Dialysis clinics in Australia are taking valuable steps toward reducing the impact of dialysis on the environment, according to recently published data.

The “Green Dialysis Survey” helped to establish a baseline for environmental sustainability across dialysis facilities in Victoria, Australia. According to Barraclough and colleagues, the survey aimed to establish a baseline for environmental sustainability across Victorian dialysis facilities and to guide future initiatives to reduce the environmental impact of dialysis delivery.

Nurse unit managers of all Victorian public dialysis facilities received an online link to the survey, which asked 107 questions relevant to the environmental sustainability of dialysis services. Responses were received from 71 of 83 dialysis facilities in Victoria (86%), representing 628 of 660 dialysis chairs (95%). The results showed the following:

  • Low-energy lighting was present in 13 facilities (18%);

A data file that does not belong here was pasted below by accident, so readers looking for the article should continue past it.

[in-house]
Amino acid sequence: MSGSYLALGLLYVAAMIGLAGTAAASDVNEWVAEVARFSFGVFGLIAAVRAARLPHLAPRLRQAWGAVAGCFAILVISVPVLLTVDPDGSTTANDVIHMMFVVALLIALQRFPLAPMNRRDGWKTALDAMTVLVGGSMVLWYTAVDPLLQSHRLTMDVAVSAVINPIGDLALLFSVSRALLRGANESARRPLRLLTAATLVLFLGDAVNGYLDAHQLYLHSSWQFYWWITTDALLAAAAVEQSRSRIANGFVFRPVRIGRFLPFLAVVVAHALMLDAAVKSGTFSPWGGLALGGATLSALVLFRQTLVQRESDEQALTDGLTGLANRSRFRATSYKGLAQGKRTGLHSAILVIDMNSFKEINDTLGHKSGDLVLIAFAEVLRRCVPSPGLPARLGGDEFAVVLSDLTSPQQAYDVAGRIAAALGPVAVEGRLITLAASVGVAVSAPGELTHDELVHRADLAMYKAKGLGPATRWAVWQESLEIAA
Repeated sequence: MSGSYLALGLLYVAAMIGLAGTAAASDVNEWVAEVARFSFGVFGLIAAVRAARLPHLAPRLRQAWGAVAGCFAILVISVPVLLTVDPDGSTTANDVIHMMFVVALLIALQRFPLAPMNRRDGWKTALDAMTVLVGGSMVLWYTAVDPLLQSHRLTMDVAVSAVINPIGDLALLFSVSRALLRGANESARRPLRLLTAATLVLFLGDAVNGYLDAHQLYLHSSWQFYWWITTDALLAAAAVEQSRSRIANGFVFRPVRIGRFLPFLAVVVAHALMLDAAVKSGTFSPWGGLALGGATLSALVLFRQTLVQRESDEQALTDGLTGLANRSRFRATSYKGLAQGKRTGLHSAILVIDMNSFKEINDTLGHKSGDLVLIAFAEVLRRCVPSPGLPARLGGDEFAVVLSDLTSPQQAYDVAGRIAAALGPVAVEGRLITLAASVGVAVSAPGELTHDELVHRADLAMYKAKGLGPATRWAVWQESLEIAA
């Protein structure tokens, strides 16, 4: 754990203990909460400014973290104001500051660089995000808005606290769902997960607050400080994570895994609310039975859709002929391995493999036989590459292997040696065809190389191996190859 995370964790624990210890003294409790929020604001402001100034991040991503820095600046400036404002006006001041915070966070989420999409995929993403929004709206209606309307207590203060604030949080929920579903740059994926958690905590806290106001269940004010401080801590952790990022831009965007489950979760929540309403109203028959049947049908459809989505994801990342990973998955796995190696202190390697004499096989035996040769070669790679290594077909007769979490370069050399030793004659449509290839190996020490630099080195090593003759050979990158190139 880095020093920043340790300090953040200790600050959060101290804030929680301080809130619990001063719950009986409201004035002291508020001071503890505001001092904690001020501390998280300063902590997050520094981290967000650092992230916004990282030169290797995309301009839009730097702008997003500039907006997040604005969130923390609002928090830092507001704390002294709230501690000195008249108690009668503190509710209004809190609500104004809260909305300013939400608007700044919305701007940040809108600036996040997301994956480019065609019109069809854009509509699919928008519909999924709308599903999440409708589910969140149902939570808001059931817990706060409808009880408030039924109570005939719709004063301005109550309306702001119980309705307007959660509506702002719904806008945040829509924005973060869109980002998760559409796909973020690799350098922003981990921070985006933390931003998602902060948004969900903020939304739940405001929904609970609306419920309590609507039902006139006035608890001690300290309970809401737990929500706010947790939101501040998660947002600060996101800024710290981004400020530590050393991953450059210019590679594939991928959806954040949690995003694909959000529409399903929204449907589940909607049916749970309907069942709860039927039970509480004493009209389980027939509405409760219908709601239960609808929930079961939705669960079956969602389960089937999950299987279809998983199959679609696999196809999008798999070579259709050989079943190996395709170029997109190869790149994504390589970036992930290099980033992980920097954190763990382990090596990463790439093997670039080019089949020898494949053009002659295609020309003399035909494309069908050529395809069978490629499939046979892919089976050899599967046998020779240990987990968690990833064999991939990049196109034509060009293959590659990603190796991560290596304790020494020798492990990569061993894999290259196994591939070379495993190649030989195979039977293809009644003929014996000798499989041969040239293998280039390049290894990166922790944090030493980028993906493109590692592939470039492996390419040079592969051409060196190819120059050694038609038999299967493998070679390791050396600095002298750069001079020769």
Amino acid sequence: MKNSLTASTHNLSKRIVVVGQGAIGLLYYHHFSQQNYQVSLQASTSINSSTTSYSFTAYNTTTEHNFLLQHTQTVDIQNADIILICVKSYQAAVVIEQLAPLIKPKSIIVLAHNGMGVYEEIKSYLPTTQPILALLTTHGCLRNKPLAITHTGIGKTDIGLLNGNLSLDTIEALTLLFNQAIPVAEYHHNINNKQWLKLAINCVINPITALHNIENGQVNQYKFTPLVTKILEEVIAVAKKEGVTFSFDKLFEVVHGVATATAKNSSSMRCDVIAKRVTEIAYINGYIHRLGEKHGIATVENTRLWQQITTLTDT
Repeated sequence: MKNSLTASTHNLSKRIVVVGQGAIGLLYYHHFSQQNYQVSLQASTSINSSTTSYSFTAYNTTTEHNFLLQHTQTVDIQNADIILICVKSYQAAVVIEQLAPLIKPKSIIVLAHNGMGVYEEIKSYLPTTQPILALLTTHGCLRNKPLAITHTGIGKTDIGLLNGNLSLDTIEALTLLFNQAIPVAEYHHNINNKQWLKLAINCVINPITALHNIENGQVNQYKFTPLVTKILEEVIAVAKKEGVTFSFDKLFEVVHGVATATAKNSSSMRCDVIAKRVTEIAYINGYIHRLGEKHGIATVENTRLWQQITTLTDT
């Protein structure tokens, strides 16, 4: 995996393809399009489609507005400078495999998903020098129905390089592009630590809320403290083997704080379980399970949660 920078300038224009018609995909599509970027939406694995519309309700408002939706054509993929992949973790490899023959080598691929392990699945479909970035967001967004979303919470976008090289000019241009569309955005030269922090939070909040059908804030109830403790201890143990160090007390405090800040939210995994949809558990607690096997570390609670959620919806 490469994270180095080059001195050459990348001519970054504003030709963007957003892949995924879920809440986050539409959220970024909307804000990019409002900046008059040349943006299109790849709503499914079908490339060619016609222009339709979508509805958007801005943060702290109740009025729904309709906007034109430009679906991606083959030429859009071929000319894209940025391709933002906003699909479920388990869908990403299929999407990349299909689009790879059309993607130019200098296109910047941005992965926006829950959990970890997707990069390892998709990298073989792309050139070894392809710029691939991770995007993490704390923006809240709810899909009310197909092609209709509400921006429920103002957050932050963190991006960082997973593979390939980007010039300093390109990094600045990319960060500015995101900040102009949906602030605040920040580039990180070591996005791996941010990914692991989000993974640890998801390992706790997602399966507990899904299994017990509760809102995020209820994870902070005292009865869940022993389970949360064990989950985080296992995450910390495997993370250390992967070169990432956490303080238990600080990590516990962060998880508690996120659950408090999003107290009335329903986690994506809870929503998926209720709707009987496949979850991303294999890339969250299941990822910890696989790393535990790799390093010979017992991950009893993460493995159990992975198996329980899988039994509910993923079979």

• Eighteen facilities (25%) recycled reverse osmosis water and seven (10%) reported use of renewable energy;
  • Fifty-six facilities (79%) performed comingled recycling, but 27 (38%) recycled polyvinyl chloride plastic;
  • A minority of respondents educated staff in appropriate waste management (n=30; 42%) or formally audited waste generation and segregation (n=19; 27%);
  • Forty-four (62%) provided secure bicycle parking, but 33 (46%) provided shower and changing facilities; and
  • There was limited use of tele-conferencing or video-conferencing to replace staff meetings (n=19; 27%) or patient clinic visits (n=13; 18%).

A minority considered environmental sustainability in procurement decisions (n=28; 39%) and there was minimal preparedness to cope with climate change. Only 39 services (49%) confirmed an environmental sustainability policy and few had ever formed a green group (n=14; 20%) or were currently undertaking a green project (n=8;11%). Only 15 facilities (21%) made formal efforts to raise awareness of environmental sustainability. – by Mark E. Neumann

Barraclough KA, et al. Nephrology (Carlton). 2017;doi:10.1111/nep.13191.